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Robert K. Brigham Professor of History on the Shirley Ecker Boskey Chair

Robert. K. Brigham, Shirley Ecker Boskey Professor of History and International Relations, joined the Vassar faculty in 1994. He is a specialist on the history of US foreign policy, particularly the Vietnam War. Brigham is author or co-author of nine books, among them Reckless: Henry Kissinger and the Tragedy of Vietnam (PublicAffairs, 2018); American Foreign Relations: A History, Volumes I & II, 8th Edition (Cengage, 2015), written with Tom Paterson, J. Garry Clifford, Michael Donoghue, and Kenneth Hagan; Iraq, Vietnam, and the Limits of American Power (PublicAffairs, 2008); and Argument Without End: In Search of Answers to the Vietnam Tragedy (PublicAffairs, 1999), written with former secretary of defense, Robert S. McNamara and James G. Blight. 

Brigham has earned research fellowships from the Rockefeller, Mellon, Ford, and Smith Richardson foundations as well as the National Endowment for Humanities. In addition, Brigham has been Albert Shaw Endowed Lecturer at Johns Hopkins University, Mellon Senior Visiting Scholar at Cambridge University (Clare College), visiting professor of international relations at the Watson Institute for International Studies at Brown University, summer seminar faculty at the United States Military Academy at West Point, and Mary Ball Washington Professor of American History (Fulbright) at University College Dublin. Brigham also directs the Vassar-West Point Initiative.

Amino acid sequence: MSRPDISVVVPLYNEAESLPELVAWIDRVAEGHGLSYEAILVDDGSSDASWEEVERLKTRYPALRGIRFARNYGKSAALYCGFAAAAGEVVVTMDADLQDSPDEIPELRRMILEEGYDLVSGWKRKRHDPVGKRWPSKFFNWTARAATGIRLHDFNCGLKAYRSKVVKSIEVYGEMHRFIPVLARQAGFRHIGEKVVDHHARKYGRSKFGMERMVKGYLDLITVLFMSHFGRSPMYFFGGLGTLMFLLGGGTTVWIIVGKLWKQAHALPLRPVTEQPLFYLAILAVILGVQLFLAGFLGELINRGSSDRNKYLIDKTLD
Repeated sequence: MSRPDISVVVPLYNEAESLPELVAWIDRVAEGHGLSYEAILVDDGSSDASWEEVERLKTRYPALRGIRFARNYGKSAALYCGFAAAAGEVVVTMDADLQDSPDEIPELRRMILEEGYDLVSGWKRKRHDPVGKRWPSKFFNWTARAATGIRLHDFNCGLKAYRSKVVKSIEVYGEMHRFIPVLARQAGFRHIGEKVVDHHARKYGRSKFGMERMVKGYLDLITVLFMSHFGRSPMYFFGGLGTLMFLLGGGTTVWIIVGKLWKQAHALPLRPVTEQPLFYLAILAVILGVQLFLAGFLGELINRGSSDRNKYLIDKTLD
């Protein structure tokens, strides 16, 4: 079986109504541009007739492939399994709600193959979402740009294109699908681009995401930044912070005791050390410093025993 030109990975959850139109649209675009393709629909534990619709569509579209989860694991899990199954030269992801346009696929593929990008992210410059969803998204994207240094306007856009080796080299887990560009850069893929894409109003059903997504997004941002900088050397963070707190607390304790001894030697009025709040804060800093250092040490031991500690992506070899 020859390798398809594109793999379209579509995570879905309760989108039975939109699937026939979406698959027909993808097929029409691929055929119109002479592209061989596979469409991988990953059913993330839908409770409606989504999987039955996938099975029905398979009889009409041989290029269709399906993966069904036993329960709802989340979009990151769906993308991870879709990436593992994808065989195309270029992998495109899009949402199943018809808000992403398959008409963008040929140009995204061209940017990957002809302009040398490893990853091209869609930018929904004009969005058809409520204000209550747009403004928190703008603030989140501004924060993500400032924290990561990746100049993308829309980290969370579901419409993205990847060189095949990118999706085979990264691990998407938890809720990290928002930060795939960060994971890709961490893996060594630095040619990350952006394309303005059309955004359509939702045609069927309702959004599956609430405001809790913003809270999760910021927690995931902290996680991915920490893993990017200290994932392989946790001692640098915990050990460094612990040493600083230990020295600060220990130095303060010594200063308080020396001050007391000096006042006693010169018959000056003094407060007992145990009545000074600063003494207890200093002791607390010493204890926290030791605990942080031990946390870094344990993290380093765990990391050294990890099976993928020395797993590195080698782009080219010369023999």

In 2019, the Alumnae/i Association of Vassar College presented Brigham with its Outstanding Faculty Award. He has won similar teaching awards from Southern Vermont College (1986-87), the University of Kentucky (1993), and Semester at Sea (2014).


  • BA, The College at Brockport; MA, University of Rhode Island; PhD, University of Kentucky, Lexington
  • At Vassar since 1994


Research and Academic Interests

  • US Foreign Policy
  • Vietnam War

Departments and Programs


  • HIST 179. Climate Change and International Security
  • HIST/INTL 235. Ending Deadly Conflict
  • HIST 300. Thesis Preparation: Sources, Methods, and Interpretations

In the Media


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Photo: Sean Hemmerle